“ . . . you did not once dance,” Laurens finally reflected, frowning in puzzlement as he at last conceded the point to him. Even so, his eyes remained narrowed, as if he were a movement of men and ammunition to be puzzled out and solved upon a field of engagement. Hamilton frowned, and felt his teeth grind together, the top row bearing down uncomfortably upon the bottom.
“There are always more than enough fertile minds standing off to the side at such assemblies,” Hamilton shrugged to explain. “And there I usually make my way.”
“Well then,” Laurens pressed diplomatically, “what is so different about this time?”
A heartbeat. “Philip Schuyler is giving the ball,” Hamilton breathed. “Philip Schuyler.”
“ . . . yes,” Laurens tried to puzzle through his reasoning. “Of what bearing is that to you?”
He was not being allowed his retreat, he at last understood. So Hamilton clenched the quill more tightly in hand and breathed in deep. Then, at last he confided, “In Albany, when I was sent to relieve Horatio Gates of his battalions to reinforce our line . . . I was hosted by General Schuyler. While there, I met . . .”
But he could not finish his sentence, hit as he was by the sudden memory of dark curls and equally dark eyes, black enough to draw a man in and never let go if one was careful. When he struggled to inhale, he found his lungs suddenly painfully tight within his chest, seemingly straining against his ribs as his heart stuttered in its beat. “It was only a moment – his eldest daughter was arriving just as I was departing, but in that moment . . .”
In that moment, he finally understood lines about cupid's arrows and lightning striking, and this time, this time -
- but, rather predictably, Laurens only snorted. “Cupid struck you, is that what you are trying to say? Just as it did with Kitty and Cornelia and Polly -”
“ - no, no. It was nothing like those dalliances,” Hamilton snapped. “This was different, this was . . .” Fate's wheel turning and fortune's web helplessly trapping him, rather than his merely noticing soft flesh and beguiling eyes that just tempted a man to give in and sample. This was all stars moving and second halves finally found, the same as Clitophon seeing his Leucippe for the first and knowing, and he . . .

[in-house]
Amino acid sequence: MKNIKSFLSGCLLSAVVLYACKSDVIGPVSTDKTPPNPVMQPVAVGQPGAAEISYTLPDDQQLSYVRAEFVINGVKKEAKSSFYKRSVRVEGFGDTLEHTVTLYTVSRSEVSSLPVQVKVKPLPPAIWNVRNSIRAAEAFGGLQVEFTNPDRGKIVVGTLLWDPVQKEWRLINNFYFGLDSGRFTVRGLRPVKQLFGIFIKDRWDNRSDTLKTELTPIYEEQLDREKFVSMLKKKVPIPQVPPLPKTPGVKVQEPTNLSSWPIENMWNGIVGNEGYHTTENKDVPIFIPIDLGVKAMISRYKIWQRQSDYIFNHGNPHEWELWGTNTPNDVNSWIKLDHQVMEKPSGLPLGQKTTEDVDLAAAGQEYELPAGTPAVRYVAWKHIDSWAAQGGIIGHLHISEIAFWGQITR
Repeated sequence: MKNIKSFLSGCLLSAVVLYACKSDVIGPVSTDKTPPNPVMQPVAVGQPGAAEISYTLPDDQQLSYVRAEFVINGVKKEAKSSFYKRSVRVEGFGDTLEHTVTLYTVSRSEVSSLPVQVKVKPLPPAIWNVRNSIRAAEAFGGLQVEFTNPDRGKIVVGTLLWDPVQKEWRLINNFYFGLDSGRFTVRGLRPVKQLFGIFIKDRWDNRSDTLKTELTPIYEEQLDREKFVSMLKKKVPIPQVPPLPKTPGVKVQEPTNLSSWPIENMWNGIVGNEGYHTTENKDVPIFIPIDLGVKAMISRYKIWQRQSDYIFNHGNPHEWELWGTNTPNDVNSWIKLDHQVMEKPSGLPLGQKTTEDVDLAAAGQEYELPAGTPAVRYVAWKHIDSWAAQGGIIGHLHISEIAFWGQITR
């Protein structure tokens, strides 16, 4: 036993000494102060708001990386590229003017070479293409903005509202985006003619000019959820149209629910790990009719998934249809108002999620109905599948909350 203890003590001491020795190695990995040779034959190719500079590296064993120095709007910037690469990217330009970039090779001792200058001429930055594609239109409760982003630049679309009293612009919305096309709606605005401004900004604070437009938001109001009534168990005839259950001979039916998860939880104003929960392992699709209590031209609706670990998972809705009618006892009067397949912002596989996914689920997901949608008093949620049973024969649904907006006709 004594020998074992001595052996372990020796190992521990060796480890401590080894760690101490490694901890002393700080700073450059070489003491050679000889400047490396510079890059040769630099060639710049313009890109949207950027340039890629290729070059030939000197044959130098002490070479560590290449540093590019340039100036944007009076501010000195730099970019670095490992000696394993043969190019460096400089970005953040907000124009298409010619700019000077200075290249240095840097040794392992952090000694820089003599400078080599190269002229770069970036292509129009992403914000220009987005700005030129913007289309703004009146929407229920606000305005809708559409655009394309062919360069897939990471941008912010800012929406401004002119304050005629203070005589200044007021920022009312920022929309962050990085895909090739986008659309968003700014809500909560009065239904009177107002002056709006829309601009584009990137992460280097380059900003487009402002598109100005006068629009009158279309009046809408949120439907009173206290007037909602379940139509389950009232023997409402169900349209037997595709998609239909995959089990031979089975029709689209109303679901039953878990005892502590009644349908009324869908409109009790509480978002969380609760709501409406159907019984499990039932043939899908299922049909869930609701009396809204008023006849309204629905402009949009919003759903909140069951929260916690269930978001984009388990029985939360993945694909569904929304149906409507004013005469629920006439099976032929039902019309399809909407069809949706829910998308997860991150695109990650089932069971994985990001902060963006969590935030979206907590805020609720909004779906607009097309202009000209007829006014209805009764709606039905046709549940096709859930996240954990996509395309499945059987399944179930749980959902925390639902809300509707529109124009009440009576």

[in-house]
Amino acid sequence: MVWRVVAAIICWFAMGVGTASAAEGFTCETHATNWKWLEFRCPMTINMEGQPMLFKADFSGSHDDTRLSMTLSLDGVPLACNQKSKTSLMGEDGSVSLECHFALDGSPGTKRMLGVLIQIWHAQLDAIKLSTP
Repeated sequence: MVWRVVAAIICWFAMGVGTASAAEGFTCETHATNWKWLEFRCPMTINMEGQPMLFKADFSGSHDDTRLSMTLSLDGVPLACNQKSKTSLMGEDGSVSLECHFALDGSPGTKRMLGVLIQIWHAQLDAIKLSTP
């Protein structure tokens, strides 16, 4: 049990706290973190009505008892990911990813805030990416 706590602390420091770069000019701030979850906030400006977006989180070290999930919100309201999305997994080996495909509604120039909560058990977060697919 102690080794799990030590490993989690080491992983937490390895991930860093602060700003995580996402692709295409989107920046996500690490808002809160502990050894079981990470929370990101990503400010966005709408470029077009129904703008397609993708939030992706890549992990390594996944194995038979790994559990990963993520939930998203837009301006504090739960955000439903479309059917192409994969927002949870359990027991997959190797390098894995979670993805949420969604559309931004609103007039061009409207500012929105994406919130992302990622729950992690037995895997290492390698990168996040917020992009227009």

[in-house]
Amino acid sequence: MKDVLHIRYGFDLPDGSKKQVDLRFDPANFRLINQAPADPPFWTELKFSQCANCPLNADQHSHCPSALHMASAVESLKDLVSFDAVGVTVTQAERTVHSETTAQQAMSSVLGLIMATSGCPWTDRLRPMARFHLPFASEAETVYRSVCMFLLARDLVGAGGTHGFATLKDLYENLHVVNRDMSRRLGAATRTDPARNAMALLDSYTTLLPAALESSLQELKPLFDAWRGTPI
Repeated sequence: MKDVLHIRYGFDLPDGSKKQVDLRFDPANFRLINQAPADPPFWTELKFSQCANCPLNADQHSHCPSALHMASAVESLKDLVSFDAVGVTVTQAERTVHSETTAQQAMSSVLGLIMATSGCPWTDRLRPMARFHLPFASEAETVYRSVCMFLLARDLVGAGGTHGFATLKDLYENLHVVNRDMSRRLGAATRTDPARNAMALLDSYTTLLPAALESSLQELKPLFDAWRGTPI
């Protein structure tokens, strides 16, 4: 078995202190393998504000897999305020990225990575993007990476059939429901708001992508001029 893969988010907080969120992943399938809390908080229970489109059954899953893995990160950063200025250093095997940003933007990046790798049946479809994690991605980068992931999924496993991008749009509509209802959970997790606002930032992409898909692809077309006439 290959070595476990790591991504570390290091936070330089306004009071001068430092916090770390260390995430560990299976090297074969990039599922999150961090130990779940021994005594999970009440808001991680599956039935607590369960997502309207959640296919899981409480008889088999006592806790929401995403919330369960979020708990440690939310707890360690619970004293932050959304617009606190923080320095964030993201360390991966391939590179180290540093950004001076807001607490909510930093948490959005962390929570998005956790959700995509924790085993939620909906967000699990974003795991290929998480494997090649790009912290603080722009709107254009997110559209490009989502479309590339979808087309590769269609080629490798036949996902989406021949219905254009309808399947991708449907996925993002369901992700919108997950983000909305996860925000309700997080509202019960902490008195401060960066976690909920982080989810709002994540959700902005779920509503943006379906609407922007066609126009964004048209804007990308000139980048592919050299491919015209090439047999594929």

. . . but, for all of his vast command of words and their construction, he could not call to mind the sentences needed to convince his friend that this was different. This was more.
Predictably, Laurens only sighed in reply – which was entirely the reason Hamilton had not wanted to speak of this in the first place. Laurens' own wife, all the way across the ocean in London, was his spouse only through a mistake of lust and the necessity of marrying to legitimize the result of that misplaced passion. While he may have loved the daughter he had to show from that youthful indiscretion, his marriage was a distant one of duty and honor - nothing more. Often did Laurens use his own life's course to counsel his friend's path, and his doing so sat as well with Hamilton then as it ever did.
But, thankfully, Laurens did not say anything where so many words had already been spoken before. Instead, he wryly offered, “You can claim that you are a Quaker, you know? You will not be expected to dance then.”
His words had their desired effect: Hamilton surprised himself by laughing outright. He shook his head, and did not even mind when he had to clean up the ink that blotted from his unexpected moment of humor. “No,” he intoned firmly. “That I shall not do.”